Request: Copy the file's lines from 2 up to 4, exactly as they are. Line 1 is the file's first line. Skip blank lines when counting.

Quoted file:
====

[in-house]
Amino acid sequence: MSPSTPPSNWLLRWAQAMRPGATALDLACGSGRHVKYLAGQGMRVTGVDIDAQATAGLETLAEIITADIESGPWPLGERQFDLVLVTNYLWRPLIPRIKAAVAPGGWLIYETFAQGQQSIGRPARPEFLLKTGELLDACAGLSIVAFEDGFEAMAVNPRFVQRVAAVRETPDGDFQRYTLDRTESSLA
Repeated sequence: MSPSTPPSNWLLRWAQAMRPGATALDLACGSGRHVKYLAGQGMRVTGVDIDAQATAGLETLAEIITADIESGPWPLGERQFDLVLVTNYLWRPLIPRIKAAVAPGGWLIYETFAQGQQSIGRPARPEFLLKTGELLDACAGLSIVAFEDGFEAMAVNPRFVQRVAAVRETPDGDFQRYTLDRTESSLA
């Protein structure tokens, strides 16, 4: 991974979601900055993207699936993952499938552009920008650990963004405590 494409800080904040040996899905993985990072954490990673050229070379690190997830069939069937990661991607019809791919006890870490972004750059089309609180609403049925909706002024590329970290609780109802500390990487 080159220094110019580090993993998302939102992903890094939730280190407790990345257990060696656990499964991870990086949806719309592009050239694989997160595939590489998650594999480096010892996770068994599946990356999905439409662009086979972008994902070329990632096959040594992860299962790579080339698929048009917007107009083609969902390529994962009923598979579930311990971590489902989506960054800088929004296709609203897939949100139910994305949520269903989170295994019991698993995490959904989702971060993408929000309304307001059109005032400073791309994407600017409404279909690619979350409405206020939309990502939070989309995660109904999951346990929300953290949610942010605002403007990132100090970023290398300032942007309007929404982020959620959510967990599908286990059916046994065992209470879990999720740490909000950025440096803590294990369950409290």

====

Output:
Amino acid sequence: MSPSTPPSNWLLRWAQAMRPGATALDLACGSGRHVKYLAGQGMRVTGVDIDAQATAGLETLAEIITADIESGPWPLGERQFDLVLVTNYLWRPLIPRIKAAVAPGGWLIYETFAQGQQSIGRPARPEFLLKTGELLDACAGLSIVAFEDGFEAMAVNPRFVQRVAAVRETPDGDFQRYTLDRTESSLA
Repeated sequence: MSPSTPPSNWLLRWAQAMRPGATALDLACGSGRHVKYLAGQGMRVTGVDIDAQATAGLETLAEIITADIESGPWPLGERQFDLVLVTNYLWRPLIPRIKAAVAPGGWLIYETFAQGQQSIGRPARPEFLLKTGELLDACAGLSIVAFEDGFEAMAVNPRFVQRVAAVRETPDGDFQRYTLDRTESSLA
């Protein structure tokens, strides 16, 4: 991974979601900055993207699936993952499938552009920008650990963004405590 494409800080904040040996899905993985990072954490990673050229070379690190997830069939069937990661991607019809791919006890870490972004750059089309609180609403049925909706002024590329970290609780109802500390990487 080159220094110019580090993993998302939102992903890094939730280190407790990345257990060696656990499964991870990086949806719309592009050239694989997160595939590489998650594999480096010892996770068994599946990356999905439409662009086979972008994902070329990632096959040594992860299962790579080339698929048009917007107009083609969902390529994962009923598979579930311990971590489902989506960054800088929004296709609203897939949100139910994305949520269903989170295994019991698993995490959904989702971060993408929000309304307001059109005032400073791309994407600017409404279909690619979350409405206020939309990502939070989309995660109904999951346990929300953290949610942010605002403007990132100090970023290398300032942007309007929404982020959620959510967990599908286990059916046994065992209470879990999720740490909000950025440096803590294990369950409290």